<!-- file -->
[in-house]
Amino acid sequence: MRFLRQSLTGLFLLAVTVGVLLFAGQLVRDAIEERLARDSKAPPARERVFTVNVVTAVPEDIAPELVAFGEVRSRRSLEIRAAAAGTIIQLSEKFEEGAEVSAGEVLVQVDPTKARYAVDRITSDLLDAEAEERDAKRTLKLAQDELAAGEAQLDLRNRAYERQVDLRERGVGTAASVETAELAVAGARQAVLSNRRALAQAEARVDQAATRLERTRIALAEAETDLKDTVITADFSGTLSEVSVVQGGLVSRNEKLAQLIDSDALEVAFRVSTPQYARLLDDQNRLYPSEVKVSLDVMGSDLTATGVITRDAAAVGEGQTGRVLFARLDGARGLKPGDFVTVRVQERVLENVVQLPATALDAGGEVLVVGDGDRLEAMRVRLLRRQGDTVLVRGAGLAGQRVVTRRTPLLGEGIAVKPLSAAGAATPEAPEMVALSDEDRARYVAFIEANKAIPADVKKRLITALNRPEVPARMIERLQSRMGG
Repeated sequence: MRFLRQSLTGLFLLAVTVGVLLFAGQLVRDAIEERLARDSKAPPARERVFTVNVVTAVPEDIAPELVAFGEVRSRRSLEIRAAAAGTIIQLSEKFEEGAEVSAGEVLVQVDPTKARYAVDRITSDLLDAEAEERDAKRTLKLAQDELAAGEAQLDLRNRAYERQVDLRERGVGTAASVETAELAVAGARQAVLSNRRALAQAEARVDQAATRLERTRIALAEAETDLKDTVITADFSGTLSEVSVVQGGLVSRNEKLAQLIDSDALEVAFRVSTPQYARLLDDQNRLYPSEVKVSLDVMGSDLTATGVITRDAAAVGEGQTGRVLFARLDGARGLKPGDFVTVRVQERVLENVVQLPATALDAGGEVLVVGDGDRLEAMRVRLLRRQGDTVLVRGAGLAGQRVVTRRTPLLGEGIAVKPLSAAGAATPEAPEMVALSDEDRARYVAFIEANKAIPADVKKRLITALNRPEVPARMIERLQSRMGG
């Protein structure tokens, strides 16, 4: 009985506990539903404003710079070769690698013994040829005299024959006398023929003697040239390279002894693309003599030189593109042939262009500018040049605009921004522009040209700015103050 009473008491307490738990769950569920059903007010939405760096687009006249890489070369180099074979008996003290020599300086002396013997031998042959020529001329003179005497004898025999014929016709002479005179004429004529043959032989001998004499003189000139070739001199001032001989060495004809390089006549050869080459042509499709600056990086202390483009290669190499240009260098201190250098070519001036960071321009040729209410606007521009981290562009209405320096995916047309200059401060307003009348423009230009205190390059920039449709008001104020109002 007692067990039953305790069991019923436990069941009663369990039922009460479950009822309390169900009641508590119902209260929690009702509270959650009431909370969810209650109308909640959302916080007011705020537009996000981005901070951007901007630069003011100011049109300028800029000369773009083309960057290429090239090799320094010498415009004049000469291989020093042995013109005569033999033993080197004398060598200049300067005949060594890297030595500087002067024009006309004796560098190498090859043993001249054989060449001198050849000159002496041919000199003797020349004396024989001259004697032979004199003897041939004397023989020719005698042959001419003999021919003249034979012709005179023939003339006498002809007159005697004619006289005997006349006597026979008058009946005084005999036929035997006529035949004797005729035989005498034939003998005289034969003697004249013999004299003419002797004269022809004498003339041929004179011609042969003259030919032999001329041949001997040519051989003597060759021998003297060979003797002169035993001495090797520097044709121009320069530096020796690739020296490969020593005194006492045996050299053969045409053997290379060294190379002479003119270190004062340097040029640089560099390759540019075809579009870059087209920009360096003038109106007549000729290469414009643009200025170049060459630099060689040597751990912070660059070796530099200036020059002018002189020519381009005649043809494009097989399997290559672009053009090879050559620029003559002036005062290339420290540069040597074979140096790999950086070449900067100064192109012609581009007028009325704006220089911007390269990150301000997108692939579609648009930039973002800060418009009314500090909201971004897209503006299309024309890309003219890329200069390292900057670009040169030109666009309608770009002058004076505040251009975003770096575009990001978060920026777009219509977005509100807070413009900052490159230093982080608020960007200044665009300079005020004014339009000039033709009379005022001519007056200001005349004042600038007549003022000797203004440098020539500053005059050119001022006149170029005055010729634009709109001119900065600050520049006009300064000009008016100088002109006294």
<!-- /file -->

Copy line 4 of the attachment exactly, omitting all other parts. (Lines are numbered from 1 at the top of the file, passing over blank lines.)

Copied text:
């Protein structure tokens, strides 16, 4: 009985506990539903404003710079070769690698013994040829005299024959006398023929003697040239390279002894693309003599030189593109042939262009500018040049605009921004522009040209700015103050 009473008491307490738990769950569920059903007010939405760096687009006249890489070369180099074979008996003290020599300086002396013997031998042959020529001329003179005497004898025999014929016709002479005179004429004529043959032989001998004499003189000139070739001199001032001989060495004809390089006549050869080459042509499709600056990086202390483009290669190499240009260098201190250098070519001036960071321009040729209410606007521009981290562009209405320096995916047309200059401060307003009348423009230009205190390059920039449709008001104020109002 007692067990039953305790069991019923436990069941009663369990039922009460479950009822309390169900009641508590119902209260929690009702509270959650009431909370969810209650109308909640959302916080007011705020537009996000981005901070951007901007630069003011100011049109300028800029000369773009083309960057290429090239090799320094010498415009004049000469291989020093042995013109005569033999033993080197004398060598200049300067005949060594890297030595500087002067024009006309004796560098190498090859043993001249054989060449001198050849000159002496041919000199003797020349004396024989001259004697032979004199003897041939004397023989020719005698042959001419003999021919003249034979012709005179023939003339006498002809007159005697004619006289005997006349006597026979008058009946005084005999036929035997006529035949004797005729035989005498034939003998005289034969003697004249013999004299003419002797004269022809004498003339041929004179011609042969003259030919032999001329041949001997040519051989003597060759021998003297060979003797002169035993001495090797520097044709121009320069530096020796690739020296490969020593005194006492045996050299053969045409053997290379060294190379002479003119270190004062340097040029640089560099390759540019075809579009870059087209920009360096003038109106007549000729290469414009643009200025170049060459630099060689040597751990912070660059070796530099200036020059002018002189020519381009005649043809494009097989399997290559672009053009090879050559620029003559002036005062290339420290540069040597074979140096790999950086070449900067100064192109012609581009007028009325704006220089911007390269990150301000997108692939579609648009930039973002800060418009009314500090909201971004897209503006299309024309890309003219890329200069390292900057670009040169030109666009309608770009002058004076505040251009975003770096575009990001978060920026777009219509977005509100807070413009900052490159230093982080608020960007200044665009300079005020004014339009000039033709009379005022001519007056200001005349004042600038007549003022000797203004440098020539500053005059050119001022006149170029005055010729634009709109001119900065600050520049006009300064000009008016100088002109006294």